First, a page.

Hotel Transylvania (2012)
★ / ★★★★
Dracula (voiced by Adam Sandler) builds Hotel Transylvania not only as a haven for monsters but also a place where his daughter, Mavis (Selena Gomez), can grow up and live a life that is away from humans. Over the years, Dracula has led his fellow monsters to believe that people hate their kind, that monsters are meant to be maimed and destroyed. When a backpacker named Jonathan (Andy Samberg) ends up in the hotel during Mavis’ one hundred eighteenth birthday, however, Dracula’s lies to his daughter and community finally come to light. Maybe not all humans are intolerant of monsters.
Despite the glitz, color, and energy of “Hotel Transylvania,” it is ultimately hampered by a screenplay that touches upon too many themes without devoting the necessary time and attention to any of them. The central lesson about tolerance is often upended by a possible romance, constant whining between father and daughter, and initially funny jokes recycled so many times that sitting through them becomes a miserable experience.
The best thing it has going for it are the supporting characters that have been already embraced by popular culture. Most visually appealing is a Murray the Mummy (CeeLo Green), the way his eyes glow behind those white wrappings and the manner in which he jumbles about as he moves from one spot to another. Griffin the Invisible Man (David Spade), Frankenstein (Kevin James), and Bigfoot, occasionally appearing as one giant foot, are welcome but mostly uninspired additions. It is a shame that other than about two jokes regarding our stereotypes of them, they are not given anything interesting to do or say. They are a bore at times because they seem to share one personality. For instance, when Dracula’s lies are exposed, not one of them is given an appropriate reaction.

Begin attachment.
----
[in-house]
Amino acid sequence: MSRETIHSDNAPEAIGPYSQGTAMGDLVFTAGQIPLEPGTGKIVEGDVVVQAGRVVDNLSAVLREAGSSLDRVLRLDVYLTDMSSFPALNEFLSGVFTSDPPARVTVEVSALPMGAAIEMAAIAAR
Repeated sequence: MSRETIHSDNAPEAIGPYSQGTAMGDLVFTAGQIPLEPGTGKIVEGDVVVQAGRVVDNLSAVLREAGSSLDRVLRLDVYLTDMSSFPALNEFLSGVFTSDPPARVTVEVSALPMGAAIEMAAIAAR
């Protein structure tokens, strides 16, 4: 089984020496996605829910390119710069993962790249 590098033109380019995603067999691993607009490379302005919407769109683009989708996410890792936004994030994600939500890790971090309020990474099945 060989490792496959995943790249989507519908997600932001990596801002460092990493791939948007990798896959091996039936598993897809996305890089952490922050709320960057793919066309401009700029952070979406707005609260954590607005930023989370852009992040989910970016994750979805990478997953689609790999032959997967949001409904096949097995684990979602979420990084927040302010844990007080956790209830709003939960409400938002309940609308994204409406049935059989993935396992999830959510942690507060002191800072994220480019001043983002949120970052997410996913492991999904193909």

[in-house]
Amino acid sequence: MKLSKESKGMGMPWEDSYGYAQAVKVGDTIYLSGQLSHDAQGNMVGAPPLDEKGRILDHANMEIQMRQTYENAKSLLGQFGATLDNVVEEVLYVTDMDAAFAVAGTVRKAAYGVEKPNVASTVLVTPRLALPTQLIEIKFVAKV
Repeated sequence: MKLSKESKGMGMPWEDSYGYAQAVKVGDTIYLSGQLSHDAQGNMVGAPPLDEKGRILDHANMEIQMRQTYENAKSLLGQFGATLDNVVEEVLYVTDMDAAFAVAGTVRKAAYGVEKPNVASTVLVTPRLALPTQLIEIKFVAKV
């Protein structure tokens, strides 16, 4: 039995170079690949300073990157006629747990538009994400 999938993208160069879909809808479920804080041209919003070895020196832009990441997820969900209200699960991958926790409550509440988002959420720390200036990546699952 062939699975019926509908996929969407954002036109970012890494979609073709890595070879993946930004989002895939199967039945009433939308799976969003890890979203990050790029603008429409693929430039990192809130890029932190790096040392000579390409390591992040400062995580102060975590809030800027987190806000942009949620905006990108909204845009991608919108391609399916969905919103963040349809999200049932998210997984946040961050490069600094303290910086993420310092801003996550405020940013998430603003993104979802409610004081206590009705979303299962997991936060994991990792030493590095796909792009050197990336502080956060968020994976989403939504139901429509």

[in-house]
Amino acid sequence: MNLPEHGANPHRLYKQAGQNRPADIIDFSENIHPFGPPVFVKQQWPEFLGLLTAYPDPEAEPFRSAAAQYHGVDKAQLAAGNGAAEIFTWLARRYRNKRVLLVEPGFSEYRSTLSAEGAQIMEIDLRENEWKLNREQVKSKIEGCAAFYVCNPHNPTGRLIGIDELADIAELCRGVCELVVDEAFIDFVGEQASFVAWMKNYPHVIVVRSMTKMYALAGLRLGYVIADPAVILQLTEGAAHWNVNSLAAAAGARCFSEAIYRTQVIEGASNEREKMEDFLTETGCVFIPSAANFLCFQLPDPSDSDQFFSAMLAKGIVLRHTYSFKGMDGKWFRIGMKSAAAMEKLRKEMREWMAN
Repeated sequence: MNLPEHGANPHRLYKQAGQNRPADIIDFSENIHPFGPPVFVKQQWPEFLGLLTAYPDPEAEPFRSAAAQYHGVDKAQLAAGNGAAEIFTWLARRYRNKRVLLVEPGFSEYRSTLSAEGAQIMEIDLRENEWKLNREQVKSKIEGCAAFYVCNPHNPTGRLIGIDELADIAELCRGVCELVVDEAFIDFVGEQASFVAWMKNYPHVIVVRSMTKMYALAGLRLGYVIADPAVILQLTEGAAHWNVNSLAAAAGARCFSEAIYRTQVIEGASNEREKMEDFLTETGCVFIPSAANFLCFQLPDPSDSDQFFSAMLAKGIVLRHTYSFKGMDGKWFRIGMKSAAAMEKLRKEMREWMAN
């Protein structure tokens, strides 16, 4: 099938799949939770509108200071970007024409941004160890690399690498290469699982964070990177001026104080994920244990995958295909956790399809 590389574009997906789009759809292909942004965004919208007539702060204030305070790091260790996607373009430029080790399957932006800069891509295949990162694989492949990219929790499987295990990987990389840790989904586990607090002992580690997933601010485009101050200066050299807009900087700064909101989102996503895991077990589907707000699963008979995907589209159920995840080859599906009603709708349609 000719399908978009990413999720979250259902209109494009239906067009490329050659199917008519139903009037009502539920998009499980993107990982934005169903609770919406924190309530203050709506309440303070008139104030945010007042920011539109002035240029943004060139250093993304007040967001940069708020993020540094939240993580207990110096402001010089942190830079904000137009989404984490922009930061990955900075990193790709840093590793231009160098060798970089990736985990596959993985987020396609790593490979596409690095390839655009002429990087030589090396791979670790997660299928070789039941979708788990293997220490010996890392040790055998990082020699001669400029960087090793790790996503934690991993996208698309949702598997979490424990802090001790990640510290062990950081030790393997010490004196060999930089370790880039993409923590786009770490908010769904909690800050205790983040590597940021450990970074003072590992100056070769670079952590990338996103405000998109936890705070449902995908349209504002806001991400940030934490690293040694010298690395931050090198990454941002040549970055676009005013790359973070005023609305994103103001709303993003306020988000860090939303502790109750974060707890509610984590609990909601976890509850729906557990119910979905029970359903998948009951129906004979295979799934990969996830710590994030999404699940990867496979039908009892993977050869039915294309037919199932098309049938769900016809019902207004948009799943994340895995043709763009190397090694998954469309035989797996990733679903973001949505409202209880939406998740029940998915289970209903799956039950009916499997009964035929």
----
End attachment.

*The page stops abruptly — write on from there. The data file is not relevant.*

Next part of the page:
The script is confused. It is bizarre that Dracula is immediately unlikeable when he is supposed to be the conduit between the monster and human spheres. If the first scene had established the reason why Dracula has grown to dislike humans, perhaps the character’s foibles would have been more tolerable. Instead, the very protective father earning our sympathy becomes a pointless uphill battle. The interactions he has with his daughter are supposed to have a level of sensitivity but since a clear motivation is lacking, not only do they seem forced, they also scream a lack of sophistication. It becomes noticeable that the writing is barely there. The more the characters speak, it is all the more transparent that they do not actually say anything worth listening to.
Directed by Genndy Tartakovsky, “Hotel Transylvania” will mostly appeal to very young kids with very short attention spans. There is something flying or being thrown across the room in every other scene. But for children, teens, and adults who want to feel either a sense of wonder from putting these memorable monsters in one place or something genuine between a parent and his child, such qualities are absent here. A picture book about classic monsters that require only five minutes to peruse is better than spending ninety minutes you will never get back.